As i understand the word “pool” or “bath” in the building regulations does incorporate any body of water from a small fish pond to a deeper koi-pond to a spa-bath and a swimming pool. Sans 10400-Part D 4.4 will apply and as you have no doubt read an extract is:
      “A wall or fence shall be provided by the owner of a site which contains a swimming pool or a swimming bath to ensure that no person can have access to such pool or bath from any street or public place or any adjoining site other than through;
      a) a self-closing and self-latching gate with provision for locking in such wall or fence, or
      b) a building where such building forms part of such wall or fence.”

      But why don’t you ask one of the guys in your office they should know. If this going to be enforced in your area please let me know so that we can do a story to inform people what the correct thing is to do, Thanks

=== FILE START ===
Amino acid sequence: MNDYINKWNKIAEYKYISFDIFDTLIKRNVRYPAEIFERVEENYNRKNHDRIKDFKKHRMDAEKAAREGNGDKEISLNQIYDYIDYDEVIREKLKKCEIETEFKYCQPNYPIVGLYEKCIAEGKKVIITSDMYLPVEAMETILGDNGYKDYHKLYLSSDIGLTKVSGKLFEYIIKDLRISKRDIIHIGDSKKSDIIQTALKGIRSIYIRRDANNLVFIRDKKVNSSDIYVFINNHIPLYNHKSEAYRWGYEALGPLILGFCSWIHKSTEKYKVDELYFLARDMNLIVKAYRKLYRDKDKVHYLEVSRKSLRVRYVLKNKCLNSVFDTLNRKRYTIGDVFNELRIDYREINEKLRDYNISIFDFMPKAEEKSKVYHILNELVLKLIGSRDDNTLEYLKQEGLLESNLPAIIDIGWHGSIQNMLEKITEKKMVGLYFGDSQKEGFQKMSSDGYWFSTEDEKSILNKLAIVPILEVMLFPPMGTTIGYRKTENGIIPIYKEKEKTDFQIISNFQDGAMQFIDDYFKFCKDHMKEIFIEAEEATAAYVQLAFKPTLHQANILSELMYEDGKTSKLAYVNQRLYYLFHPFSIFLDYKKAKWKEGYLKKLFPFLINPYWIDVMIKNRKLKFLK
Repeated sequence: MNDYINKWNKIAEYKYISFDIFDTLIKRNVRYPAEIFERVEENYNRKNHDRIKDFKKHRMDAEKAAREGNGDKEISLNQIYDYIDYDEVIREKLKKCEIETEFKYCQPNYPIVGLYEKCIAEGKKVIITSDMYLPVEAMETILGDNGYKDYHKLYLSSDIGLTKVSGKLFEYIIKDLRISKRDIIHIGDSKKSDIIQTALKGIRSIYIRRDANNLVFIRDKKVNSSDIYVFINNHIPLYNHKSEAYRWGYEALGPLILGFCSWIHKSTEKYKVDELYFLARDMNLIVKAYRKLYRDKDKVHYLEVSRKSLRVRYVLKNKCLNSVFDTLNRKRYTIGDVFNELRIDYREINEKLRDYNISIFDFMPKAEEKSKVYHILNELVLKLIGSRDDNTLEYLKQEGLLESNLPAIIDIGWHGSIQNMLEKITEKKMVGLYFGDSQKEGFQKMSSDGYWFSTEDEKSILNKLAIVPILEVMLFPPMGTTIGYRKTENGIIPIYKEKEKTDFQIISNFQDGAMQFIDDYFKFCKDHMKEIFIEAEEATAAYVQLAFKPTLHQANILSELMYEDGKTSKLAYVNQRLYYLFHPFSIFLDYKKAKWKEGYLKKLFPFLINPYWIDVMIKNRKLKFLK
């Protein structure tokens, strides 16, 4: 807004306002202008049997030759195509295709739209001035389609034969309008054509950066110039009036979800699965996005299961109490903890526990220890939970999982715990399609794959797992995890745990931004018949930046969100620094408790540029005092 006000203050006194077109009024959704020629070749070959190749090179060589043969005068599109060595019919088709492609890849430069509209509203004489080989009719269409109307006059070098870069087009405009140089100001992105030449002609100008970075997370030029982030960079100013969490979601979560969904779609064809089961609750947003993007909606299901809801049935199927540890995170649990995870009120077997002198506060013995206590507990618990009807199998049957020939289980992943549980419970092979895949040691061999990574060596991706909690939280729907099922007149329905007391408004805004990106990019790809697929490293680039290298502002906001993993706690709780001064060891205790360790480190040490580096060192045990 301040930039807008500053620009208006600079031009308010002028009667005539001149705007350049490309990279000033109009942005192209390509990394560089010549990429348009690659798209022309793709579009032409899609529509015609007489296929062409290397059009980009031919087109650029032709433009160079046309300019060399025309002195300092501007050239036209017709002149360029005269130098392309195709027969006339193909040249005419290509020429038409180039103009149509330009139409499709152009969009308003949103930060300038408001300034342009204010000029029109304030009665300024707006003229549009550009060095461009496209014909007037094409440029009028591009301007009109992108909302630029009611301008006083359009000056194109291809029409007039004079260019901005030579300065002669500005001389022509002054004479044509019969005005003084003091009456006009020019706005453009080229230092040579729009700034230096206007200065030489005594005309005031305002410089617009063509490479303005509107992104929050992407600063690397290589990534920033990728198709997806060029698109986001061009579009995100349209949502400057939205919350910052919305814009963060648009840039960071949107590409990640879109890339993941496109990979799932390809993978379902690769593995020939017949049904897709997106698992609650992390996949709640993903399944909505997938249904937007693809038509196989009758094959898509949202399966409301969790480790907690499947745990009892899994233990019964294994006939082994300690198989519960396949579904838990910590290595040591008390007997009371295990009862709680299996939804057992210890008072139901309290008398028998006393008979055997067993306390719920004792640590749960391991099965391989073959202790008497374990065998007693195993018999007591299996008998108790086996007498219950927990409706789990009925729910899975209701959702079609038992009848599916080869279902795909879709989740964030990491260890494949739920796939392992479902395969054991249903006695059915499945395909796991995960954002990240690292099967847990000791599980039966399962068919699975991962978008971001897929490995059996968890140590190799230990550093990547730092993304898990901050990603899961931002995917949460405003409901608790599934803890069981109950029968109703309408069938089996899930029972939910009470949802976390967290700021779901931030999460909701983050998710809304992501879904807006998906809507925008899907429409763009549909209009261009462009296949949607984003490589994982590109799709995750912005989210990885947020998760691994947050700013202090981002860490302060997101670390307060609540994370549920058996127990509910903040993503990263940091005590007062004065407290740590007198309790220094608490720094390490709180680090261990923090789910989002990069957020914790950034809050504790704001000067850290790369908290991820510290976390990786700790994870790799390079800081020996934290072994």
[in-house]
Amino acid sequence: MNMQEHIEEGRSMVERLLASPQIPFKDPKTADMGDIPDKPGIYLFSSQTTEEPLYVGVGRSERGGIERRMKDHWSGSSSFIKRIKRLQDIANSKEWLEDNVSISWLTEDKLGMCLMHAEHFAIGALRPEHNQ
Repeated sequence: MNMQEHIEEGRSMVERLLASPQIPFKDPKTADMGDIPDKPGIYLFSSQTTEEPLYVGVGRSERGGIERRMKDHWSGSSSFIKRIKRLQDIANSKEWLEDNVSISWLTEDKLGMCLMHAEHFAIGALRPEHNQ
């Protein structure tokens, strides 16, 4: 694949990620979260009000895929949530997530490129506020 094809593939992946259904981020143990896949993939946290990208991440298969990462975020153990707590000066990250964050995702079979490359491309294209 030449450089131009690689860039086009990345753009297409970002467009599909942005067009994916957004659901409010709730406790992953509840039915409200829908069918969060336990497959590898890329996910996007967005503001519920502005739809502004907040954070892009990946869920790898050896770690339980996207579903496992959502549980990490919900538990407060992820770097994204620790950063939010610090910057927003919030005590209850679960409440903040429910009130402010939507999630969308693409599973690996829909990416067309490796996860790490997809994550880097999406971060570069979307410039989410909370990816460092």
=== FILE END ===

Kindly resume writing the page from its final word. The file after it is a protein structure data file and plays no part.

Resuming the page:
• I have to say that I don’t agree. I don’t think that the NBR covers any type of “body of water” other than SWIMMING pools/baths. Ponds, fountains, rivers, streams on properties are just as dangerous, but I don’t believe that SANS 10400 takes these into account. However I think that people need to realize that they can be held liable if somebody was to fall into a koi pond and hurt themselves – or worse still, drown!

  5. Hi,

    I am looking for the maximum allowed gradient for ramps in commercial parking garage / parkades.
    Surely it can be steeper than 1:25? The ramps will only be used by vehicles. In addition, is there a minimum allowed slab height? (Irrespective of services etc)

    Your feedback is appreciated.
    Regards, Carl.

    • Hi Carl,
      The Building Regulations Part D Section 4.3 Ramps and driveways says:
      a) ramp or driveway used by motor vehicles shall have a gradient of not more than 1 in 25 within a distance of 5 m from any street boundary crossed by such ramp or driveway (see Fig 1);
      b) ramp or driveway used by pedestrians other than those ramps or driveways provided for the use of persons in wheelchairs, shall have a gradient of not more than 1 in 8